Emergency department revisit rates underestimated among pediatric patients

1. Emergency department (ED) revisit rates among pediatric patients were shown to be underestimated by almost 20% when only revisits that occurred at the same hospital as the original visit were considered.

2. Patients initially seen at institutions with the lowest annual pediatric volumes were more likely to have revisits at a different hospital compared to patients with index visits at hospitals with the largest pediatric volumes.

Evidence Rating Level: 4 (Below Average)

Study Rundown: While ED revisit rates are often used as an indication of department and hospital quality of care, data generally only include revisits that happen at the same hospital, potentially leading to underestimation of the true revisit rates. Researchers in this study analyzed data discharges among pediatric patients from 261 EDs in New York and Maryland to quantify revisit rates at the same (SHR) and different (DHR) facilities. They also sought to describe predictors of ED revisits and to determine the possible underestimation of revisit rates by comparing all facility revisits to SHR only. Results showed revisit rates within 7 days were underestimated by almost 20% among children <18 years when DHR facilities were not taken into consideration. Revisits occurred in about 1 of every 20 pediatric patients who were discharged from a participating ED, and of all revisits, about 1 in 5 happened at DHRs. DHRs were found to be significantly more common among patients initially seen at EDs with lower pediatric volumes. This study was limited by an inability to determine revisits for index sites on the last day of the study period. In cases where revisits occurred on the same day as the index visits, researchers were not able to determine which visit occurred first, thus these visits were excluded. Lack of data on both these circumstances likely contributed to an underestimation of the revisit rates. Results from this study suggest ED revisit rates among pediatric patients are significantly underestimated when analyzing data from individual institutions only.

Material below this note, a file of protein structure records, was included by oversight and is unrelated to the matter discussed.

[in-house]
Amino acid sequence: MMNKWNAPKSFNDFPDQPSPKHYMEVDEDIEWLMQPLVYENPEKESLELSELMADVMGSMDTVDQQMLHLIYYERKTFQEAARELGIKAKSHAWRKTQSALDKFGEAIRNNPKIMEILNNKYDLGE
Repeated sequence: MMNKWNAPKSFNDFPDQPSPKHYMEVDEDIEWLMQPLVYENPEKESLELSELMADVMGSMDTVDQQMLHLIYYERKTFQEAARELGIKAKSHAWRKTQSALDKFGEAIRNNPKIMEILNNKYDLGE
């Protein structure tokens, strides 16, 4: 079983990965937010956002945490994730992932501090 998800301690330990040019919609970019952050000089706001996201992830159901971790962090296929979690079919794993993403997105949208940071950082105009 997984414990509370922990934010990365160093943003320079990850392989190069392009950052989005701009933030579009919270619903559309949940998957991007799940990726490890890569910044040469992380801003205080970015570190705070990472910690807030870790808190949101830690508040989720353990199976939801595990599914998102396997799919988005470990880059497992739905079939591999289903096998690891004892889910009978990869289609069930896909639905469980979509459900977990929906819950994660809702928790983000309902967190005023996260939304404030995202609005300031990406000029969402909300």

Click to read the study, published today in Pediatrics

Relevant reading: Patients visiting multiple emergency departments: patterns, costs, and risk factors

In-depth [cross-sectional]: Researchers analyzed data from 4.3 million ED visits in patients <18 years old at 261 EDs in New York and Maryland. Revisits were defined as visits which occurred between 1 and 7 days after the initial visit. Emergency departments were grouped into 4 quartiles based on annual pediatric volume. Results showed that a total of 250 856 (5.9%) patients had revisits, of which 43 630 (17.4%) were DHR. Patients originally seen at institutions with the highest annual pediatric volume were significantly less likely to have DHR compared with patients seen at centers with the lowest pediatric volumes (adjusted odds ratio [aOR] 0.27, 95%CI 0.19-0.36). Patients see at institutions with the highest proportion of Medicaid patients were 1.49 times as likely to have a revisit compared to those seen at institutions with the lowest proportion of Medicaid patients (OR 1.49, 95% CI 1.35-1.65). Revisit rates were highest among patients initially diagnosed with unspecified fever (6.6% index visits leading to revisits), upper respiratory tract infections (6.2%), and unspecified viral infections (5.1%). DHRs were associated with admissions in 28.8% of cases compared to 10.4% of cases in SHR (OR 3.93, 95% CI 3.83-4.04).

Image: CC/Wiki/Eyone ambulance emergency

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